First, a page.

READ MORE »

Powered by WPeMatico


02
May 18

Here's Why Millennials Are Leaving New York (and Where They're Headed Instead)

Don’t get me wrong— I love New York City. The caliber of cuisine, the convenience of cabs, the irreplaceable energy of eight million pavement-pounders who are craving to shake up their industries. But after living there for years and sucking everything I could out of the place, what I wanted more than designer sample sales or expertly crafted cocktails or spontaneous adventures in the city that never sleeps is, well, sleep. I was tired of the town and ready to relocate.

READ MORE »

Powered by WPeMatico


02
May 18

12 Home Depot Finds (Under $30) Every First Time Home Buyer Needs

So you just bought your first home—congrats! Now comes the fun part: settling into your new digs by filling it with necessary items. But after you spent all that money on securing your new home, you might not want to spend any more on the boring organization and maintenance tools homeownership requires. Save your dough for nesting, and get moving-in done with these essential 12 finds from Home Depot, all under $30.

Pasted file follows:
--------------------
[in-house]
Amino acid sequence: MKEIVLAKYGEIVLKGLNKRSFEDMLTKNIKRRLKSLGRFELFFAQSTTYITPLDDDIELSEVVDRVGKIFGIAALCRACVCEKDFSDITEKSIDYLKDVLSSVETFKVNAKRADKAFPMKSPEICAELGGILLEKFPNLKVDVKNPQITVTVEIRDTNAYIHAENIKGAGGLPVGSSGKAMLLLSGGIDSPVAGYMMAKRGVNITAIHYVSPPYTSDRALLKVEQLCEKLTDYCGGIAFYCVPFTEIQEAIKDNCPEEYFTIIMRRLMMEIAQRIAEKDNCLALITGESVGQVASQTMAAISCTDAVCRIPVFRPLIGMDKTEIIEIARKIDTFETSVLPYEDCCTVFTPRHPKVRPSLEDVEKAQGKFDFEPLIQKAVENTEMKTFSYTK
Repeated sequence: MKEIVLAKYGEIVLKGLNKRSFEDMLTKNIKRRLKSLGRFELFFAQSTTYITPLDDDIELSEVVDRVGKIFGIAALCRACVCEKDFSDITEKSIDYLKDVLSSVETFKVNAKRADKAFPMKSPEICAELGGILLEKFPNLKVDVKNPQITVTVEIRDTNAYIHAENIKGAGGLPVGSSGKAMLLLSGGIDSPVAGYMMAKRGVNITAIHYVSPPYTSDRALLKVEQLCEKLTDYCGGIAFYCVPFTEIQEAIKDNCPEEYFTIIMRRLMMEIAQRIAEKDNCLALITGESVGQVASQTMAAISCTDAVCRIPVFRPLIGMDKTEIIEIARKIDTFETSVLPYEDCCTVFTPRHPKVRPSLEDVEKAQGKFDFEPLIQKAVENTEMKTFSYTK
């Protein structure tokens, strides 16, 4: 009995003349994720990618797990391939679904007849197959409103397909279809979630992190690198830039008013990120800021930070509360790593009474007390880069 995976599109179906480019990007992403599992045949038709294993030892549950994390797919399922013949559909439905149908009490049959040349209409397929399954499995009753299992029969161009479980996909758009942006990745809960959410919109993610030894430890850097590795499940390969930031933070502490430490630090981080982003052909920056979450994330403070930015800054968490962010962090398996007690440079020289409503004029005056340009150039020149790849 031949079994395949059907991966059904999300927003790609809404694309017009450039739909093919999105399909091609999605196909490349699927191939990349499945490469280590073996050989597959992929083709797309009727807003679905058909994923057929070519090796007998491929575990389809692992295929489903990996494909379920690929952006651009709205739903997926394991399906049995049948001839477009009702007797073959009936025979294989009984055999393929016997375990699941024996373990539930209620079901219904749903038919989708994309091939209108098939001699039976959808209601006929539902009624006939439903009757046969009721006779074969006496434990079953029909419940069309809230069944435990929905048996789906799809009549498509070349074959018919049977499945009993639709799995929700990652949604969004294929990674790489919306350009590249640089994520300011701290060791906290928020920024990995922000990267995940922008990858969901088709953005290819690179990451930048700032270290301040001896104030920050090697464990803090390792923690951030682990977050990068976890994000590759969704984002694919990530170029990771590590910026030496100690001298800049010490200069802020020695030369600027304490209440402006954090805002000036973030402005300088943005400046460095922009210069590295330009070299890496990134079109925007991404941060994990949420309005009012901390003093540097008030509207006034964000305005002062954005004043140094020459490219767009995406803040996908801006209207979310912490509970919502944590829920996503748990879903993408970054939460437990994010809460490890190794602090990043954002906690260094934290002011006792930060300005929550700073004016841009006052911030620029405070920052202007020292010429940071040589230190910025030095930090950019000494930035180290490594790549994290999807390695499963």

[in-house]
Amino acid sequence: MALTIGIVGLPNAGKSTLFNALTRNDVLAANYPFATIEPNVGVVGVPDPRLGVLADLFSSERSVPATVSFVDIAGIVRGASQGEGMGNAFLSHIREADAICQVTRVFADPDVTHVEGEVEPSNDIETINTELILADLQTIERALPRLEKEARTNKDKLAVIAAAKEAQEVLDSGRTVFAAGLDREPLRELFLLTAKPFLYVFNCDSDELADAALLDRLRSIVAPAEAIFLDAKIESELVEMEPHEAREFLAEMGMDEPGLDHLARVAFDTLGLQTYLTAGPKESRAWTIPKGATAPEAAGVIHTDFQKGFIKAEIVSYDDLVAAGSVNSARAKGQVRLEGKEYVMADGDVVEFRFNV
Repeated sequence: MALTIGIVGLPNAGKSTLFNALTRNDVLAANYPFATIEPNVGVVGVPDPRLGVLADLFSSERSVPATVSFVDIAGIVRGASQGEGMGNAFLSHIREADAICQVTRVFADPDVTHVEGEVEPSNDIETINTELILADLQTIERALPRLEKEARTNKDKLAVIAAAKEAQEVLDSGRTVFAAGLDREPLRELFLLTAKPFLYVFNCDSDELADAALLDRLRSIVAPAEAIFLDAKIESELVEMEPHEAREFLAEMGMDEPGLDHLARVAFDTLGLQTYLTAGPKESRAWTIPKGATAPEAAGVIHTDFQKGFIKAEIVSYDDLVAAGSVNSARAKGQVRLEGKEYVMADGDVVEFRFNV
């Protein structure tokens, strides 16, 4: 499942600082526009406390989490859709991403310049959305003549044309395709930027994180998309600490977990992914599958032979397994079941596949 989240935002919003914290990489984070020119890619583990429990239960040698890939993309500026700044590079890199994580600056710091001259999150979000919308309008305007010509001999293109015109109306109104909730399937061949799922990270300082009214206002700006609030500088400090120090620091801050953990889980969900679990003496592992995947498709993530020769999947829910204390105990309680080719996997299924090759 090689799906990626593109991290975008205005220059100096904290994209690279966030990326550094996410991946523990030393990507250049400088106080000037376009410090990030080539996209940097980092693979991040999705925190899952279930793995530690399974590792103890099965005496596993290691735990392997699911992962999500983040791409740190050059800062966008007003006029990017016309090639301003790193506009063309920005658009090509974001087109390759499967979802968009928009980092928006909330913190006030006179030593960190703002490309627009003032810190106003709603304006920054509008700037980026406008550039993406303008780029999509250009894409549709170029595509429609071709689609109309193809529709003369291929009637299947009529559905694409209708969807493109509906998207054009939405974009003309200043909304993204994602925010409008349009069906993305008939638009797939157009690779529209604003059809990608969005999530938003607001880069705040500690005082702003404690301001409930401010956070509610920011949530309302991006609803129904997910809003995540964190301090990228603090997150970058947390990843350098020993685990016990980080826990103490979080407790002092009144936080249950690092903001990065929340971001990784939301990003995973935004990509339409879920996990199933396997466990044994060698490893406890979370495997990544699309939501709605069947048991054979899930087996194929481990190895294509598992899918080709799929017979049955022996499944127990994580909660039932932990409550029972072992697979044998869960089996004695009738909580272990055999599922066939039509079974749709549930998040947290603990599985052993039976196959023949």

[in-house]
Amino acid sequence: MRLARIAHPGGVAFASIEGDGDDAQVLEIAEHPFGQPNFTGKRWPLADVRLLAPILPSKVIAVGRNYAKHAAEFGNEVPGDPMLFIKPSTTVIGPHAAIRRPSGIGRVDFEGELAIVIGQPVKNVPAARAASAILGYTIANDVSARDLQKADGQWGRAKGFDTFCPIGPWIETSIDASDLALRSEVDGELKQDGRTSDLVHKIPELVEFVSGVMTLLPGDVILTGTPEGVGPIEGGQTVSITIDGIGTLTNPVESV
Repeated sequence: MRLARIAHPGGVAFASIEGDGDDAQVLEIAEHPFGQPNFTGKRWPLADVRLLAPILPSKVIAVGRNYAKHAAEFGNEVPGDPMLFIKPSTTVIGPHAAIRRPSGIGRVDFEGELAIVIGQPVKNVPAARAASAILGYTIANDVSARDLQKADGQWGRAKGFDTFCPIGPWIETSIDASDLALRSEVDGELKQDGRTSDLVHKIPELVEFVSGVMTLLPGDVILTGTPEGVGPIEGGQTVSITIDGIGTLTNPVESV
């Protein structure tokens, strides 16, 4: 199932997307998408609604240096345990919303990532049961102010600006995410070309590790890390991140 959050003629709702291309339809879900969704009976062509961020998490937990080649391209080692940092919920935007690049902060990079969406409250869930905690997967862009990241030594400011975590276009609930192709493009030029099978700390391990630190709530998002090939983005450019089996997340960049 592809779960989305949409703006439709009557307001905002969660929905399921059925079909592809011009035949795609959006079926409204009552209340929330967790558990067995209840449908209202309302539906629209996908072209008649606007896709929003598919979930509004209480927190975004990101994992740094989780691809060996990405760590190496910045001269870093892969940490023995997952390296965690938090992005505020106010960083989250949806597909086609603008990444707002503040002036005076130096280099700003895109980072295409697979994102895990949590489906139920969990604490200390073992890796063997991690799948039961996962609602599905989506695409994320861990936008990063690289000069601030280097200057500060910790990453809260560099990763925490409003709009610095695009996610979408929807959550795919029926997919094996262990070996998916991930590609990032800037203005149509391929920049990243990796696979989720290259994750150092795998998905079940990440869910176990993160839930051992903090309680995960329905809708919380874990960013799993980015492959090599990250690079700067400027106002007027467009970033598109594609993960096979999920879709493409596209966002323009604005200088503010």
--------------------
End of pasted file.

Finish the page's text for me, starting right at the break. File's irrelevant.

READ MORE »

Powered by WPeMatico


01
May 18

The $1.30 Item You Must Pick Up at IKEA Before Moving

Between 2014 and 2016, I moved six times: Into a studio with my boyfriend, then to a summer sublet alone. Next, to a garden apartment, then a fourth-floor walk-up Brooklyn sublet, then back in a two-bedroom with the same boyfriend above, then back out again to my own apartment where, thankfully, I am trying out single living with no intentions of moving for at least the next couple of years. While this was all physically and emotionally exhausting, I did have one thing I could rely on each time to make this all so much easier (and if you’re using context clues, it was NOT my boyfriend!): The Ikea FRATKA.

READ MORE »

Powered by WPeMatico


20
Jan 18

Moving Day: Mandy Moore Is Giving Her Insta Followers A Sneak Peek Into Her New Place

It’s a truth universally acknowledged that moving is stressful, even if you’re a big time celeb like Mandy Moore. The This Is Us star shared a sneak peek into the process of setting up her new place via Instagram.

READ MORE »

Powered by WPeMatico